The third aspect is the “emotional” element in the communication. What counts here is the personality of the communicator. During the interaction the customer sees in the interlocutor a representative of the company. Unlike a face-to-face interaction, a telephonic exchange provides no non-verbal clues; there is no body language to interpret. In such a situation, the speaker’s tone and voice modulation become crucially important. The staff receiving calls should cultivate a tone of voice that is pleasing and friendly. Trainers advise you to smile as you speak to customers, for that will make you sound friendly even when the listener cannot see your smile. Your voice should not give the impression that you are in a rush. You must speak at a measured pace and articulate words clearly. Let your tone reveal your enthusiasm, your genuine interest in what you are doing, and your eagerness to be helpful.
Remember the maxim, the customer is always right. The last thing you want to do is to enter into an argument with your customers. If you know that they are wrong, present your view courteously and tactfully.
Sometimes it becomes necessary to put a caller on hold. I have been put on hold by a public sector company, and then made to wait what seemed an eternity. Every half minute, a voice would say, “You are very important to us.” They must have lost track of the call, as I had to disconnect after waiting long for a response.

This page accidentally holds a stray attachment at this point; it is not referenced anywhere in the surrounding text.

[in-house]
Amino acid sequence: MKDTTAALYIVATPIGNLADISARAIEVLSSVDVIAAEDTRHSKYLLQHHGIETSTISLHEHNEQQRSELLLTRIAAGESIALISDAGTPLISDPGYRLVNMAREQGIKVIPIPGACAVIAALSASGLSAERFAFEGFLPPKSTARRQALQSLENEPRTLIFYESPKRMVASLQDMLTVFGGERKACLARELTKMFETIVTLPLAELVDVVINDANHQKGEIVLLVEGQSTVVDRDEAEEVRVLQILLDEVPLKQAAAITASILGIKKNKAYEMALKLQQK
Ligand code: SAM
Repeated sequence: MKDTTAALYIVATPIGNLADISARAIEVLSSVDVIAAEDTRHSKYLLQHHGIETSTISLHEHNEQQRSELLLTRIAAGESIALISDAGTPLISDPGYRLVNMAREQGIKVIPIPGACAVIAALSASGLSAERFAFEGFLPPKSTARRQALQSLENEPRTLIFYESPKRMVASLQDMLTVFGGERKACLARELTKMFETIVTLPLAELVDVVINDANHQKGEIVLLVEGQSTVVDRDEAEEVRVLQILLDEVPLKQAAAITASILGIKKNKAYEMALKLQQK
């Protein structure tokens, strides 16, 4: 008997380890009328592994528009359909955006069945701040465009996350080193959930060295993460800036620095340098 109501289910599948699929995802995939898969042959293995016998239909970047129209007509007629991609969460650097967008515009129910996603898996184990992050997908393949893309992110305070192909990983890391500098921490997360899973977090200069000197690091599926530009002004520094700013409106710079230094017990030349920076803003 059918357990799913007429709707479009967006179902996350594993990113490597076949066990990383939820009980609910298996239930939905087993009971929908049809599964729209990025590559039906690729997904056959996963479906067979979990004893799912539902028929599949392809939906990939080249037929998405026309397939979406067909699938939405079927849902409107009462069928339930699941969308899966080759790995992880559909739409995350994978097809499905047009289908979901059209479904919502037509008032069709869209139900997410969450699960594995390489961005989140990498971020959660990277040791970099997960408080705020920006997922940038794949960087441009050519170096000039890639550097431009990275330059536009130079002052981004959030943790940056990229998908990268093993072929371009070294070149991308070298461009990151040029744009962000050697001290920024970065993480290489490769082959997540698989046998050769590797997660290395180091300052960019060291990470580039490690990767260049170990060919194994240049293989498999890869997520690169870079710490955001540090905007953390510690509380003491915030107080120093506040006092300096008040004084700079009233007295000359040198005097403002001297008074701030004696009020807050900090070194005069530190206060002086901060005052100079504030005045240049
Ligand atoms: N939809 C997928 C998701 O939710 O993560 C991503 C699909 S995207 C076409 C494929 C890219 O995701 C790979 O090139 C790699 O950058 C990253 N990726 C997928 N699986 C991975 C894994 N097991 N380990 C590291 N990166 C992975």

Never put callers on hold without asking for permission to do so. “Is it all right if I put you on hold for a minute?” Keep them posted with reports of what is being done. Don’t use a robotic recording that plays itself every 45 seconds. If necessary, ask them if they would like to continue to hold or to leave a message and have you call back. Any time you offer to call back, do that without fail.
Do not use a speaker phone unless more than one person has to be listening to the conversation. It distorts the quality of the sound, and the customer may feel that his privacy is lost. Seek the listener’s permission before using it.
An important step in receiving business calls is writing notes that are useful. Have paper and pen readily available. Note both the name and the number of the caller. Many times we find numbers doodled at random, with no names linked to them. You can prepare a standard format for the notes, with space for noting the purpose of the call and a hint of the action, besides contact details. Close the conversation with a polite “Thank you” or “Good day”.
Avoid calling a customer’s home before 8am or after 9pm. Even during business hours, it is good manners to ask, “Is this a good time to talk to you?” Addressing a customer by name can add a personal touch to the conversation. But when someone calling me uses my name at the end of every sentence, I feel embarrassed. You can use the customer’s name three or four times during an 8-10 minute call.
Every organization should have a team of employees well-versed in telephone etiquette. There can also be a script to be followed by all the employees who use the phone. Customers will then come to expect a certain degree of courtesy and efficiency from you. That will build a complimentary image of your organization.
V.R. Narayanaswami, a former professor of English, has written several books and articles on the usage of the language. He looks at the peculiarities of business and popular English usage in his column. Comments can be sent to firstname.lastname@example.org